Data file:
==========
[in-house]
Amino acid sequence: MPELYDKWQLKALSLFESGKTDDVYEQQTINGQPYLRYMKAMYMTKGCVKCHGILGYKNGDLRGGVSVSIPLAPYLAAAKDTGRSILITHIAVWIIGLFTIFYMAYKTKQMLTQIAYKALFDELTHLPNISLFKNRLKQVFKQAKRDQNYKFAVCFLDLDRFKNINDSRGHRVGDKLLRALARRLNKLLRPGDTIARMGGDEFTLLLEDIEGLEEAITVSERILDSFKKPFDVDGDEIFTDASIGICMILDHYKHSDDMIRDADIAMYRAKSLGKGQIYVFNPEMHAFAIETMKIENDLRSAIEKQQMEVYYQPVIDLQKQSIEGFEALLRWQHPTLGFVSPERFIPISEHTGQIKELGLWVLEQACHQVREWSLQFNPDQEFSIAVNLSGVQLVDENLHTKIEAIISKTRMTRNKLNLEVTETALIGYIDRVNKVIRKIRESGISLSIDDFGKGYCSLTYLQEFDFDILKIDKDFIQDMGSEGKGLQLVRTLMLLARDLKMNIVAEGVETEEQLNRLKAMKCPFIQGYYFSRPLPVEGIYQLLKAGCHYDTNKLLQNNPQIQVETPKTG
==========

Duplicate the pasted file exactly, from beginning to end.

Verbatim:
[in-house]
Amino acid sequence: MPELYDKWQLKALSLFESGKTDDVYEQQTINGQPYLRYMKAMYMTKGCVKCHGILGYKNGDLRGGVSVSIPLAPYLAAAKDTGRSILITHIAVWIIGLFTIFYMAYKTKQMLTQIAYKALFDELTHLPNISLFKNRLKQVFKQAKRDQNYKFAVCFLDLDRFKNINDSRGHRVGDKLLRALARRLNKLLRPGDTIARMGGDEFTLLLEDIEGLEEAITVSERILDSFKKPFDVDGDEIFTDASIGICMILDHYKHSDDMIRDADIAMYRAKSLGKGQIYVFNPEMHAFAIETMKIENDLRSAIEKQQMEVYYQPVIDLQKQSIEGFEALLRWQHPTLGFVSPERFIPISEHTGQIKELGLWVLEQACHQVREWSLQFNPDQEFSIAVNLSGVQLVDENLHTKIEAIISKTRMTRNKLNLEVTETALIGYIDRVNKVIRKIRESGISLSIDDFGKGYCSLTYLQEFDFDILKIDKDFIQDMGSEGKGLQLVRTLMLLARDLKMNIVAEGVETEEQLNRLKAMKCPFIQGYYFSRPLPVEGIYQLLKAGCHYDTNKLLQNNPQIQVETPKTG